US Polls: Where Twitter, FB are forced to ban political ads

Facebook makes lot more money than Twitter on political advertising, so the stakes for that are much higher for them, says Contributing Editor of Politico Magazine

By   |  Published: 24th Oct 2020  12:02 amUpdated: 23rd Oct 2020  10:12 pm
With fake news being ‘a pretty big threat’, social media platforms had tried out different fact-checking modes, but the volume of advertising was very hard to keep up with. Photo: Agencies

Hyderabad: As the presidential election campaign in the United States moves into the final phase, with barely 10 days left for the polls, the impact is to be seen even on social media.

With the Republicans and Democrats slugging it out on social media, platforms like Twitter and Facebook have banned political ads, which have traditionally been a major weapon during elections in the US. Talking to a select group of 225 journalists as part of a Foreign Press Centre ‘Virtual Reporting Tour’ on the role of TV ads and social media, Joanna Weiss, Contributing Editor, Politico Magazine, said the impact of social media on the voter was so high that about a year ago itself, Twitter had announced that it would ban all political advertising up to the 2020 election.

“Facebook makes a lot more money than Twitter in general on political advertising, so the stakes for that were much higher for them. Still, very recently Facebook announced that one week before the election on November 3, they will not accept new political ads,” she said.

Going into how social media was used by candidates and parties over the years, Weiss said one of the reasons that the Obama campaign did very well in 2008 was because it was one of the first presidential campaigns ever to make use of Facebook.

“Facebook was founded in 2004. It was a relatively new tool still in 2008, but one of Barack Obama’s key strategists was one of the founders of Facebook and he and others helped the campaign understand how to use this platform as an organising tool. Some media outlets called 2008 the Facebook Election. Little did they know what was coming,” she said, adding that in 2016, Donald Trump used Twitter in a different way and more effectively than any other candidate had before to bypass the media completely and get his message directly to the people.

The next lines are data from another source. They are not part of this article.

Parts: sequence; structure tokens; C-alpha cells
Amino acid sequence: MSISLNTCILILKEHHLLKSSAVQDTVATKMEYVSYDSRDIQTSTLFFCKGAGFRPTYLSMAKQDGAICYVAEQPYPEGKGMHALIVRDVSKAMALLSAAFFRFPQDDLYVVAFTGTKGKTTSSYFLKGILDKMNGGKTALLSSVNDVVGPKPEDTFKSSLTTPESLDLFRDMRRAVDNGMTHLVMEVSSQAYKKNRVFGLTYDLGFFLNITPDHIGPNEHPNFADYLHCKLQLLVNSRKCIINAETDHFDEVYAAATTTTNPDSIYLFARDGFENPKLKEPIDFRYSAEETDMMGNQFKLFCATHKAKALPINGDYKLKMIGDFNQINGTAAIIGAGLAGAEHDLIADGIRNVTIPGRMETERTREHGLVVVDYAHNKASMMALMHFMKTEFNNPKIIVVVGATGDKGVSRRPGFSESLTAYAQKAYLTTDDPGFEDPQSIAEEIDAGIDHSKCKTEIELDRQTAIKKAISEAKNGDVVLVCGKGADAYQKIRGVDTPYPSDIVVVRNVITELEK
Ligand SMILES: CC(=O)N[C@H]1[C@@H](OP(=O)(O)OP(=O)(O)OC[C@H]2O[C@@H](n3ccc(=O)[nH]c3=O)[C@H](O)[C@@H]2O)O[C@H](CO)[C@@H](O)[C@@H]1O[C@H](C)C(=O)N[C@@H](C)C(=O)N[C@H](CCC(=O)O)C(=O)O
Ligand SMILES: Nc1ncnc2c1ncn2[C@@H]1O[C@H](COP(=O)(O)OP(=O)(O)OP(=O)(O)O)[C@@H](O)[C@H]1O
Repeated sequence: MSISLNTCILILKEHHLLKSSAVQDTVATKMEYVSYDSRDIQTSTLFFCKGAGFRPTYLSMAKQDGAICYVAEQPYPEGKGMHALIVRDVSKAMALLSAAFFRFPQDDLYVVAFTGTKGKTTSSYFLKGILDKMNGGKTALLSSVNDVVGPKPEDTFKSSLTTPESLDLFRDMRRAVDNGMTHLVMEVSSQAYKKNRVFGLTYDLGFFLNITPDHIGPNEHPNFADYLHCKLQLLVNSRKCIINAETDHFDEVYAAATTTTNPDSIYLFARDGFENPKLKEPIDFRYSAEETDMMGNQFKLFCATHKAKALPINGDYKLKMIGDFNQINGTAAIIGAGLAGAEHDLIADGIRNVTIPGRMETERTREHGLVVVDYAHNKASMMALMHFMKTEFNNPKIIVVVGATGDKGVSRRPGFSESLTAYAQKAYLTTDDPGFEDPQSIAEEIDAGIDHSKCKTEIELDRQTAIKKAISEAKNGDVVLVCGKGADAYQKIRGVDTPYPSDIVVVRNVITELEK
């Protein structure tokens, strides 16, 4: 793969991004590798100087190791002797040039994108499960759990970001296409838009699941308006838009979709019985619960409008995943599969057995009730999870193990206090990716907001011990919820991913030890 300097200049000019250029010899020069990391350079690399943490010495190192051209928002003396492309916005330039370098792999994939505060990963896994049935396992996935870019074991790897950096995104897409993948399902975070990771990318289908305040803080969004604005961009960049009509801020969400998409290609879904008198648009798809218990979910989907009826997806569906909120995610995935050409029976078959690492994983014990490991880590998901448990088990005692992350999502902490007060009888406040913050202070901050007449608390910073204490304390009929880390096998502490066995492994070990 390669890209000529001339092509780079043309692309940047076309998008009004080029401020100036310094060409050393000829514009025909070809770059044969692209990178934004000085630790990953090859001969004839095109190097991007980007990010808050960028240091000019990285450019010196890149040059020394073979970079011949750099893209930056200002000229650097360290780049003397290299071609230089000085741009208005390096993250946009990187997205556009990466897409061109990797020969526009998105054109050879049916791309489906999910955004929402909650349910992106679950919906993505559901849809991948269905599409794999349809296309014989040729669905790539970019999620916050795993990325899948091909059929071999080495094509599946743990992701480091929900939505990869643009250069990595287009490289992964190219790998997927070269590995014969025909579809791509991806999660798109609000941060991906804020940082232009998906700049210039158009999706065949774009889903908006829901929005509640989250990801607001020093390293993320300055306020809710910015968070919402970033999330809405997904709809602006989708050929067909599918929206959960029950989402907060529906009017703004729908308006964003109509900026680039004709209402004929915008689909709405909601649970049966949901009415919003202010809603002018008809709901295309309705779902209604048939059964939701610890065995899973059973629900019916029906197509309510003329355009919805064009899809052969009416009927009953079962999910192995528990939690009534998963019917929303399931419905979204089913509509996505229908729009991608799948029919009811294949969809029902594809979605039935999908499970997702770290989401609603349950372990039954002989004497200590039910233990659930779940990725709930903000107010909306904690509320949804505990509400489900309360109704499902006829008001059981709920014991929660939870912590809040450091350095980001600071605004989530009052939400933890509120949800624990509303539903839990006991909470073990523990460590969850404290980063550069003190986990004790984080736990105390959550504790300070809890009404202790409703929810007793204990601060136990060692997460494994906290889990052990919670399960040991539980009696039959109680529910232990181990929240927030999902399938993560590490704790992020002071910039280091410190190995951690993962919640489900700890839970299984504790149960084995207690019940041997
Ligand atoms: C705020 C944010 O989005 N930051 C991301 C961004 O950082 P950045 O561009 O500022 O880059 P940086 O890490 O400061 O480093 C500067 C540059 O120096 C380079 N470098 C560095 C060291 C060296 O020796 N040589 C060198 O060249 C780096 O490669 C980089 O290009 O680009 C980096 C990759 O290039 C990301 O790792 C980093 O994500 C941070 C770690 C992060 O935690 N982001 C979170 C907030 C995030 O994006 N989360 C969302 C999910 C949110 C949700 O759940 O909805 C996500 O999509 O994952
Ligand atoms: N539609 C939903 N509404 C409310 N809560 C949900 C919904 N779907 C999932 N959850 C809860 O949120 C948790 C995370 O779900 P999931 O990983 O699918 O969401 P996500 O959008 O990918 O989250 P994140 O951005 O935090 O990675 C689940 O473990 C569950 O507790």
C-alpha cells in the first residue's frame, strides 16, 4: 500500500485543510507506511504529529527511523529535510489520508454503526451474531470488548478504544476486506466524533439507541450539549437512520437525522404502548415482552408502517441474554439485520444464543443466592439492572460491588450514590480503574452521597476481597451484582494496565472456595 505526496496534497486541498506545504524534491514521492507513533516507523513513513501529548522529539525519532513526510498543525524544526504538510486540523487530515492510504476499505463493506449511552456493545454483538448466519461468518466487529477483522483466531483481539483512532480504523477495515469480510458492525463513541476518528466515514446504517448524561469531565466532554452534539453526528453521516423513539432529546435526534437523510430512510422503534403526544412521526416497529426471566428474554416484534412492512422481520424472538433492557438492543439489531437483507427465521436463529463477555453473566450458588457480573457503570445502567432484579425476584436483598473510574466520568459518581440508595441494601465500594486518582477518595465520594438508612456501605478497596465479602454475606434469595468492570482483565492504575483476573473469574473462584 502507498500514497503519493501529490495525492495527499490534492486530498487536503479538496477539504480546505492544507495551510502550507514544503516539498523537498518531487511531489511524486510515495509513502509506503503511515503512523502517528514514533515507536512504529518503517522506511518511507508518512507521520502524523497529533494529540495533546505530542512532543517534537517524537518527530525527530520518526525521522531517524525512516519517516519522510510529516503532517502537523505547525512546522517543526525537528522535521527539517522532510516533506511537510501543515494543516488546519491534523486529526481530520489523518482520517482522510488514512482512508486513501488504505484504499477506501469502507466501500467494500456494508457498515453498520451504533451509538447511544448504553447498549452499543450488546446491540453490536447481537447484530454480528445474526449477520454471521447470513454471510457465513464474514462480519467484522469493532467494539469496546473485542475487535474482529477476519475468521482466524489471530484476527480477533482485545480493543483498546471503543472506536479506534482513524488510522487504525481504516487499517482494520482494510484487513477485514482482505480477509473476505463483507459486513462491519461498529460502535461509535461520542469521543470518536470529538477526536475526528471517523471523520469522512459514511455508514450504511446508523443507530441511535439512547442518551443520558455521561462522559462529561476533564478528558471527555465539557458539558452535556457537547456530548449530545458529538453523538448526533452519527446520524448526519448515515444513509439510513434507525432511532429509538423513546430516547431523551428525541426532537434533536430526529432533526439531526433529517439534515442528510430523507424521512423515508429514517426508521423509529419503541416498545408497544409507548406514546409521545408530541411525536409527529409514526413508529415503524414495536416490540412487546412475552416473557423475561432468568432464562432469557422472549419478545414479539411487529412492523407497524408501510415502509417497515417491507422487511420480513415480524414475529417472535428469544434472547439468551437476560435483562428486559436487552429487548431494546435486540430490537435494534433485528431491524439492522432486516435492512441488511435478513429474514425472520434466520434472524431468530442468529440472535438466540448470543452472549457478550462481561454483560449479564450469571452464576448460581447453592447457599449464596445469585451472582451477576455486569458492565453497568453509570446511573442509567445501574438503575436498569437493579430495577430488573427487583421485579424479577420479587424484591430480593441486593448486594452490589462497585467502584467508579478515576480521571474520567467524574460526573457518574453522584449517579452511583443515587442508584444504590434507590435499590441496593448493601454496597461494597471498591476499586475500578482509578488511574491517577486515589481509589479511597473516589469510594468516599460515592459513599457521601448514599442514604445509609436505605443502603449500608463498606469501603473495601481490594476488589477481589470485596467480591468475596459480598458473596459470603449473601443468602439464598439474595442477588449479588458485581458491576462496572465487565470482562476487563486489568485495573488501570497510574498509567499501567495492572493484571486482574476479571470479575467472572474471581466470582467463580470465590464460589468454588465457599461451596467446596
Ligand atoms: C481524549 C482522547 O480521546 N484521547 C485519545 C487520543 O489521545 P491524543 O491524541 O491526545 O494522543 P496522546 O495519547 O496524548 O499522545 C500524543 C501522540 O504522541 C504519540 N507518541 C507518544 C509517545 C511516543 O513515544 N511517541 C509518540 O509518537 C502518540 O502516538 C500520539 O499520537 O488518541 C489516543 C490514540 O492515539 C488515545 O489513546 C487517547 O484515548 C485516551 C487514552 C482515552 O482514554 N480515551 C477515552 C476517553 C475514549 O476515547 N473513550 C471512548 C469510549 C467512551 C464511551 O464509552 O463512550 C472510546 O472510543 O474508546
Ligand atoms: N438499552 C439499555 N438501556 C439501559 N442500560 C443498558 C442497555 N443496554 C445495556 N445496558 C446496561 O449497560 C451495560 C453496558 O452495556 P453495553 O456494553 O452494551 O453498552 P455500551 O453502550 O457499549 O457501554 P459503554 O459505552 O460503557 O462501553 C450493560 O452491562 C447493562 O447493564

“He obviously is still doing that when he is president. He tweets all day and all night, lots of all caps, lots of exclamation marks, even when he’s in the hospital. The campaigns also use Instagram now,” Weiss said.

“Donald Trump was a master of Facebook as well in 2016. He actually used it to generate most of the $250 million in online fundraising that his campaign received,” she said, pointing out that in 2016, the Trump campaign spent a higher percentage of its advertising budget on digital advertising overall than the Clinton campaign did.

With fake news being ‘a pretty big threat’, social media platforms had tried out different fact-checking modes, but the volume of advertising was very hard to keep up with. They had tried Artificial Intelligence and algorithms to identify things that could be fake information, but there still were a lot of things that fall through the cracks. And, since it was very difficult for these social media platforms to stay on top of misinformation, they reluctantly decided to just shut down advertising at a certain point.

But candidates were still using social media in other ways. So while Twitter was good for live communication, Instagram was more about pushing out a message. Tik Tok was an emerging social media platform in the US, while Facebook was still the dominant platform in social media political communications today.

“I think that’s the one where you’re seeing the most political action right now,” Weiss said, adding that with the last six months seeing Covid-19 emerging as the number one issue, it had most of the advertising and campaigning as well as posts by candidates on social media touching on it.

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